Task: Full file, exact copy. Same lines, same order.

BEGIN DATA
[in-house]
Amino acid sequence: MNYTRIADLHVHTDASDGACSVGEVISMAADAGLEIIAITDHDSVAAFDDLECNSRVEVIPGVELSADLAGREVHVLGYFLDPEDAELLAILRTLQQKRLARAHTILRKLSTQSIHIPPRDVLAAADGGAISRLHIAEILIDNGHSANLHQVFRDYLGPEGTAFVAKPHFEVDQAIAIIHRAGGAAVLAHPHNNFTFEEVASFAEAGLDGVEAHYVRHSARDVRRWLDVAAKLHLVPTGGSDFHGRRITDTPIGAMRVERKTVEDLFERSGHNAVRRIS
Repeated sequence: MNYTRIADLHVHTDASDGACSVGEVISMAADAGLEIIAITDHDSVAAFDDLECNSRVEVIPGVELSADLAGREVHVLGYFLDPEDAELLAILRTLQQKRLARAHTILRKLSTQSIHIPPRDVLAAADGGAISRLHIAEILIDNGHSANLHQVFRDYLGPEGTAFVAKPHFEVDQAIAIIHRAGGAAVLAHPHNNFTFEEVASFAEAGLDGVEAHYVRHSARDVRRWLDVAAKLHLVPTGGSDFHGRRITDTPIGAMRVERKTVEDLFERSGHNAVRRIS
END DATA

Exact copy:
[in-house]
Amino acid sequence: MNYTRIADLHVHTDASDGACSVGEVISMAADAGLEIIAITDHDSVAAFDDLECNSRVEVIPGVELSADLAGREVHVLGYFLDPEDAELLAILRTLQQKRLARAHTILRKLSTQSIHIPPRDVLAAADGGAISRLHIAEILIDNGHSANLHQVFRDYLGPEGTAFVAKPHFEVDQAIAIIHRAGGAAVLAHPHNNFTFEEVASFAEAGLDGVEAHYVRHSARDVRRWLDVAAKLHLVPTGGSDFHGRRITDTPIGAMRVERKTVEDLFERSGHNAVRRIS
Repeated sequence: MNYTRIADLHVHTDASDGACSVGEVISMAADAGLEIIAITDHDSVAAFDDLECNSRVEVIPGVELSADLAGREVHVLGYFLDPEDAELLAILRTLQQKRLARAHTILRKLSTQSIHIPPRDVLAAADGGAISRLHIAEILIDNGHSANLHQVFRDYLGPEGTAFVAKPHFEVDQAIAIIHRAGGAAVLAHPHNNFTFEEVASFAEAGLDGVEAHYVRHSARDVRRWLDVAAKLHLVPTGGSDFHGRRITDTPIGAMRVERKTVEDLFERSGHNAVRRIS